Breaking Branch

Saw this web page that showed the evolution of source code control. Cool. Then I found an offer to get a Breaking Bad t-shirt. They got me. All I had to do was follow their evaluation guide. No problem right?

Step 1 of the guide wanted me to download their software. To download the software, I need to log in. To log in, I need a username a password. Clicked the register tab. Nothing happened. I can't log in. I can't download their software. Fail.

Okay. I am a good guy. I will let them know something is screwed up on their registration page. Tried to leave a comment on their evolution of source code control page. It required me to log in. Okay. I got a Google ID. I clicked the button to authenticate using Google. But get this. I could not choose my Google ID.

Umm, maybe it is a good thing I found out how messed up their web site was. Do I want their software controlling my source code? No way in hell. I had better go to some t-shirt web site, and pay $20 for my own Breaking Bad t-shirt.

More on AdWords

My web host had sent me a letter in the mail for a $150 coupon towards free AdWords ads. Sounded awesome. Then I read the fine print. This was for AdWords Express. Apparently this is some type of ads for local businesses.

I am not a mom and pop's pizza shop. I am trying to sell Windows 8 apps online to the world. So AdWords Express was out. Maybe I will wait until I get a valid coupon for free AdWords advertising. Or maybe I will start out with some small AdWords campaigns.

The real holy grail is to get organic exposure to my web site. Right now I need to get the word out on my Software Schedule Estimator product page. Any ideas?

AdWords Discounts

I figured it was finally time to advertise my Windows 8 apps on Google AdWords. My web host gave me a promotional code worth $150 of advertising. I figured I could do some good with that. Turns out the offer expired last year.

Found another offer from my web host. It offered $100 worth of Google AdWords advertising if you spend $25. Sounded fair to me. Once again, this thing expired last year. I am a little late to the party. Guess I will have to get the word out myself.

If you have Windows 8, then check out my Software Schedule Estimator app in the Windows Store. Figure out how long your software development project will last. Prevent surprises from lengthy such as requirements gathering and quality assurance.

I also decided today to start logging the work I do on my app business. Got to measure to figure out what needs improvement.

Edgy Rebranding

I just read that 37Signals is changing their name to Basecamp. That seemed odd initially. I know them by 37Signals. Why give up all that brand juice? Sure I get that they want to rally behind their main product. Feels like a bold move.

They will most likely keep their URL. I guess what the are really saying is that their other products will slowly be phased out. Good thing they make a lot of revenue from their main product. The moral of the story is to try to gauge the future and choose your company name wisely.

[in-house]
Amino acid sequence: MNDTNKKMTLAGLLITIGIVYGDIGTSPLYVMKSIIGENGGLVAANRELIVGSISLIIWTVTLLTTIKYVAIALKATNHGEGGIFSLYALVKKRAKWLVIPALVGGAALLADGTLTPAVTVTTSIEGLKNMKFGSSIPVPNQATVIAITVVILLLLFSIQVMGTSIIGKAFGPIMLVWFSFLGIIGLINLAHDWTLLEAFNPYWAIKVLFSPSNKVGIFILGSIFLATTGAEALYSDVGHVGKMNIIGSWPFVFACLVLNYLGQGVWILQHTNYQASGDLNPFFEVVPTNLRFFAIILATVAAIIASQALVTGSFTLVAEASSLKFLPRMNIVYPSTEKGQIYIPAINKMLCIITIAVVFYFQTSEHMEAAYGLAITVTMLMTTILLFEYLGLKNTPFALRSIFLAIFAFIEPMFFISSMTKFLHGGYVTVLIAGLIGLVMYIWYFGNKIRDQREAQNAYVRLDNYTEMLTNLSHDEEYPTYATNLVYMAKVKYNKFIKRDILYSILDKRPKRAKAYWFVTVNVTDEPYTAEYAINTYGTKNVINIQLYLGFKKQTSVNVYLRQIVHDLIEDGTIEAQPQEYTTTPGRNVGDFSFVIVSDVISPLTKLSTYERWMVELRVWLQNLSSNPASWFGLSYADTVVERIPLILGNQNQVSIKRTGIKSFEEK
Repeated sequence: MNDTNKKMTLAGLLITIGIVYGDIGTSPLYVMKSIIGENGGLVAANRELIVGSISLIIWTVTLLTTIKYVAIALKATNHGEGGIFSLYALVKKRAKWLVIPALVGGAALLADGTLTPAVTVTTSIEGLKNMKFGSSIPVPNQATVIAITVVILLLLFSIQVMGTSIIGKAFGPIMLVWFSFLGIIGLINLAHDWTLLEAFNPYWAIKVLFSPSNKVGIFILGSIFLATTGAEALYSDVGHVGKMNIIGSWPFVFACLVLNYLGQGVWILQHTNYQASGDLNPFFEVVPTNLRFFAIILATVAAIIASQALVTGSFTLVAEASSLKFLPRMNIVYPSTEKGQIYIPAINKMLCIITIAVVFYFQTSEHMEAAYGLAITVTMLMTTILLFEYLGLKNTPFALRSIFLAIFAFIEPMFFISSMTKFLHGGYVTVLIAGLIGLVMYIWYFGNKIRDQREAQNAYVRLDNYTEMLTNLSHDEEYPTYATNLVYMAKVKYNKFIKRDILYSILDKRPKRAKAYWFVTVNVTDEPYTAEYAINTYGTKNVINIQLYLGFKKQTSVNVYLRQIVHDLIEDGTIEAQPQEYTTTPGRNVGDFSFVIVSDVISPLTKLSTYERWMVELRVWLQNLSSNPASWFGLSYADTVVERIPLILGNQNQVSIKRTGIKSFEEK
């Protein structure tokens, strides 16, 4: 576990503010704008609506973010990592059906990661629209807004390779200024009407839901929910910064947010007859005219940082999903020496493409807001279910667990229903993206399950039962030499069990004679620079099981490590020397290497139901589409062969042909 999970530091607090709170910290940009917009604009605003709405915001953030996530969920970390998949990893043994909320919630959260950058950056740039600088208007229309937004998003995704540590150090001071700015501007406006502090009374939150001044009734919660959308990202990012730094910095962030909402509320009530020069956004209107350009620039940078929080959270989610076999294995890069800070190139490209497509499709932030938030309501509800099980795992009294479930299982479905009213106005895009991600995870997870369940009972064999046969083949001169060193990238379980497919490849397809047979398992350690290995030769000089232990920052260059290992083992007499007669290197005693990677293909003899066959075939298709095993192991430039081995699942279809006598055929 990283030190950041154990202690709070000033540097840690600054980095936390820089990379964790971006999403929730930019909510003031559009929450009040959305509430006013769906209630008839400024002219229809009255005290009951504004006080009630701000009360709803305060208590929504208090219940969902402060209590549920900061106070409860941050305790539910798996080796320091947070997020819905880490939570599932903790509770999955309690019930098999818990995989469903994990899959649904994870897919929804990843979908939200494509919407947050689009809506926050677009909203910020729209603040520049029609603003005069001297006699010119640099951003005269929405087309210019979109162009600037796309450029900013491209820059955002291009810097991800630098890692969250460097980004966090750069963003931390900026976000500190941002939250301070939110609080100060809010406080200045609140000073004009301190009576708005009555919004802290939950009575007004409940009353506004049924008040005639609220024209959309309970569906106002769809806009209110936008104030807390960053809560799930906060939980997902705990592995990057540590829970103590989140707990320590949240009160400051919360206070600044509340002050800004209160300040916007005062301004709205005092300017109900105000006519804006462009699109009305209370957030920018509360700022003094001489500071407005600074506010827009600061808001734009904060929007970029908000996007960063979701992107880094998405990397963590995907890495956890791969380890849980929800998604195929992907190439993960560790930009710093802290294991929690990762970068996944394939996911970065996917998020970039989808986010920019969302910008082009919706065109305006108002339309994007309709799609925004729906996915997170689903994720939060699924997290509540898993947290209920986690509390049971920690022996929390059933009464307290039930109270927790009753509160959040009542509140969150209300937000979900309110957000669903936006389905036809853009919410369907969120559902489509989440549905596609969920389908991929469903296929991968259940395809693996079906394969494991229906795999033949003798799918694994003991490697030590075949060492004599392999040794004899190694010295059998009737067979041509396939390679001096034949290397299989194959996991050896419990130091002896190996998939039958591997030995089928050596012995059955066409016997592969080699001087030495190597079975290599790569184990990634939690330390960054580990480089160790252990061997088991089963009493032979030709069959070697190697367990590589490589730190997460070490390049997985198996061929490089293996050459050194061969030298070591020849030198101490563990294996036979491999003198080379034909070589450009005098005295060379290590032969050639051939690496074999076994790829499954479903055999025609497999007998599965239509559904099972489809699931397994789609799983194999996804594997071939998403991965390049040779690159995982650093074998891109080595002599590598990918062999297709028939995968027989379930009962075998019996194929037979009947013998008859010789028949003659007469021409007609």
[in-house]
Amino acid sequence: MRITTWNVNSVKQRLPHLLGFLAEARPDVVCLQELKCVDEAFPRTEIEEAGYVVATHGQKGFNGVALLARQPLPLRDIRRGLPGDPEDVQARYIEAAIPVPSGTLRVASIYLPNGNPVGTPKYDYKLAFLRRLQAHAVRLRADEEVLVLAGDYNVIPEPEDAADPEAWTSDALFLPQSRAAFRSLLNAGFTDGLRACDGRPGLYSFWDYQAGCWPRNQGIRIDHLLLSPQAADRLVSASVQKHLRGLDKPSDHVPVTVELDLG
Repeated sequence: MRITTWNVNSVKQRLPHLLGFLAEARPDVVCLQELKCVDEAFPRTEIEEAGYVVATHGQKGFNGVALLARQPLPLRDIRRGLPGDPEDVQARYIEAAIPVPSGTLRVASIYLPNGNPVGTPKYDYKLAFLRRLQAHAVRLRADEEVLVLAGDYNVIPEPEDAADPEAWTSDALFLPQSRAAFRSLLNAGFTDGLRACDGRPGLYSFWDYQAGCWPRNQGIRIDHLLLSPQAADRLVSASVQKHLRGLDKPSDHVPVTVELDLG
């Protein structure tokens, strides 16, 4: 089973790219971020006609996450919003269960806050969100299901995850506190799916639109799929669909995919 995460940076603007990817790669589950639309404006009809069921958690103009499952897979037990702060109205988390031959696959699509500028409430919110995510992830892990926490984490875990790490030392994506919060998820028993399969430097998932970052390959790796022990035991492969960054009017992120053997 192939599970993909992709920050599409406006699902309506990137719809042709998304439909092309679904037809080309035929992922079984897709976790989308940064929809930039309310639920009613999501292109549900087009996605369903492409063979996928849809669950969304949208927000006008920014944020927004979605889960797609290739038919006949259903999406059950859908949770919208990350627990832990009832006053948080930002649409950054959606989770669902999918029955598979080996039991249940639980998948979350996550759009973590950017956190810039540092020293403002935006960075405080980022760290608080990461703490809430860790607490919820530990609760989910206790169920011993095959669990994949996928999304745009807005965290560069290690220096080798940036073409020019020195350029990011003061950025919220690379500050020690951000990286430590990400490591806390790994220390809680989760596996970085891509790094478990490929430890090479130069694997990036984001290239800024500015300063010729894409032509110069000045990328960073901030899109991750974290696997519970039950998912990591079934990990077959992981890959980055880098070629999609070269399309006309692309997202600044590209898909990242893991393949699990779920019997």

Piracy Not Theft

I read an article a long time ago about piracy. It asked whether pirating some software is the same as stealing. The article itself was not enlightening. But there were a lot of comments on the article. There were a bunch of great ideas buried in those comments.
There was a thread about telling software developers to stop whining about piracy. Digital goods almost want to be free. Many people conduct illegal activities. Software piracy is not immune to this. Copyright in general is abused. So will software.
Let’s get down to the nuts and bolts. The people who steal software were never going to actually buy the software. So there is no real missed opportunity for revenue. If that theft costs you some actual money, such as the cost for extra bandwidth for their downloads, maybe a developer has a beef. But this amount is probably going to be a lot less than the purchase price of the software.
The good thing is that not everyone know how to pirate software. You can put some safeguards and protection in there. None of that will be foolproof. But you might be able to make it hard enough to pirate software, so that it is easier for would be thieves to not do it or actually buy your software. This will be especially so if you prices are low.

Marketing Marketing Marketing

Microsoft had an initiative that rewarded new Windows 8 or Windows phone apps with a $100 bonus per app. Sounded like an easy way to earn $100. I planned to write 10 apps for a cool grand. Turned out I was burned out after nine apps. Three of them got rejected. I did get six Windows 8 apps in the Windows store.

The beauty was that the $100 bonus was in addition to any proceeds you make selling your apps. I figured I would get the bonus, then do some marketing for the apps. It took a long time to get my bonus. So I did not start the marketing early. What was the result? I sold no copies of my apps. Ouch.

Now I plan to stand up a web site that markets my apps. Just need to drive some traffic to my Windows app store entries. Just showing up and putting some apps in there does not get you sales. Microsoft manages the sales. They don’t seem to actively market the apps in there.

Publishing Your Own Books

Just read a good post about publishing your own books. Strangely enough the author highly encourages using Box Shot 3D software. That prouct seems real expensive at $199. There is a home version of Boxshot 4 that goes for $49. Apparently you should also farm out the design of the cover of your book. That can cost you a bunch more money. You should get an ISBN number for your book. It is even better if you are listed as the publisher. The best hacks described in the post revolve around creating a pricing war between Amazon and Barnes & Noble. You can effectively get Amazon to lower their price while keeping their payment to you the same. Sweet. This is certainly worth a try right?